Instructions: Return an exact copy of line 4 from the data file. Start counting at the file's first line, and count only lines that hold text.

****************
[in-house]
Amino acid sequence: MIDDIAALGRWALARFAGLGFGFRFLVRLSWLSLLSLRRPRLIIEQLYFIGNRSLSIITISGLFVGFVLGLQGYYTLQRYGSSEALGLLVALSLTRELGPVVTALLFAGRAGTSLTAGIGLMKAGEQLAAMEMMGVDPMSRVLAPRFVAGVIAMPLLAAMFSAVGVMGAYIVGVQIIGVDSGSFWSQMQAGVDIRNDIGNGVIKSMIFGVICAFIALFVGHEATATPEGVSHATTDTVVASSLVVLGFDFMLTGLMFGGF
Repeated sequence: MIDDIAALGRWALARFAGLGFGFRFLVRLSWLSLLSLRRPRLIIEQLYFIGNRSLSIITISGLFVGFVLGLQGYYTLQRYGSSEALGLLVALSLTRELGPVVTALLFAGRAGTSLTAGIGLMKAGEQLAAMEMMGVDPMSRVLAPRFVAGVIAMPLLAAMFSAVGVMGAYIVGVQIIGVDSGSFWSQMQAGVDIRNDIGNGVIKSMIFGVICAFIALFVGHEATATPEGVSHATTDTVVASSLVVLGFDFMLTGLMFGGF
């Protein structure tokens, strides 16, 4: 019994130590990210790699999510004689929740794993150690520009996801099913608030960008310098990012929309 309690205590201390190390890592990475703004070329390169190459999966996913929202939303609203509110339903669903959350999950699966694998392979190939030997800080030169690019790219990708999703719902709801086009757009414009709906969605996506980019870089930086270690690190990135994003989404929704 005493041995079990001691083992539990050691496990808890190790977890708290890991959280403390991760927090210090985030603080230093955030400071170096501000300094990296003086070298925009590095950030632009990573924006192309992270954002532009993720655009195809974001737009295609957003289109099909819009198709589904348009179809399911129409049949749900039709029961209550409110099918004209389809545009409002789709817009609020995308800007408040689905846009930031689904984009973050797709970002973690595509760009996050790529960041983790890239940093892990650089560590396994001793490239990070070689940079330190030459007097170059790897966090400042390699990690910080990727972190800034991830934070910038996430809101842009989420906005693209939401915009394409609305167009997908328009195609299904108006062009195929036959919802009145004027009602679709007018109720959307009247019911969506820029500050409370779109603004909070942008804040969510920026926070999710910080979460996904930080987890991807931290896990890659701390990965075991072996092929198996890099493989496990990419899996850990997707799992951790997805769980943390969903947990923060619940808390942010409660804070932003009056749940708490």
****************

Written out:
């Protein structure tokens, strides 16, 4: 019994130590990210790699999510004689929740794993150690520009996801099913608030960008310098990012929309 309690205590201390190390890592990475703004070329390169190459999966996913929202939303609203509110339903669903959350999950699966694998392979190939030997800080030169690019790219990708999703719902709801086009757009414009709906969605996506980019870089930086270690690190990135994003989404929704 005493041995079990001691083992539990050691496990808890190790977890708290890991959280403390991760927090210090985030603080230093955030400071170096501000300094990296003086070298925009590095950030632009990573924006192309992270954002532009993720655009195809974001737009295609957003289109099909819009198709589904348009179809399911129409049949749900039709029961209550409110099918004209389809545009409002789709817009609020995308800007408040689905846009930031689904984009973050797709970002973690595509760009996050790529960041983790890239940093892990650089560590396994001793490239990070070689940079330190030459007097170059790897966090400042390699990690910080990727972190800034991830934070910038996430809101842009989420906005693209939401915009394409609305167009997908328009195609299904108006062009195929036959919802009145004027009602679709007018109720959307009247019911969506820029500050409370779109603004909070942008804040969510920026926070999710910080979460996904930080987890991807931290896990890659701390990965075991072996092929198996890099493989496990990419899996850990997707799992951790997805769980943390969903947990923060619940808390942010409660804070932003009056749940708490």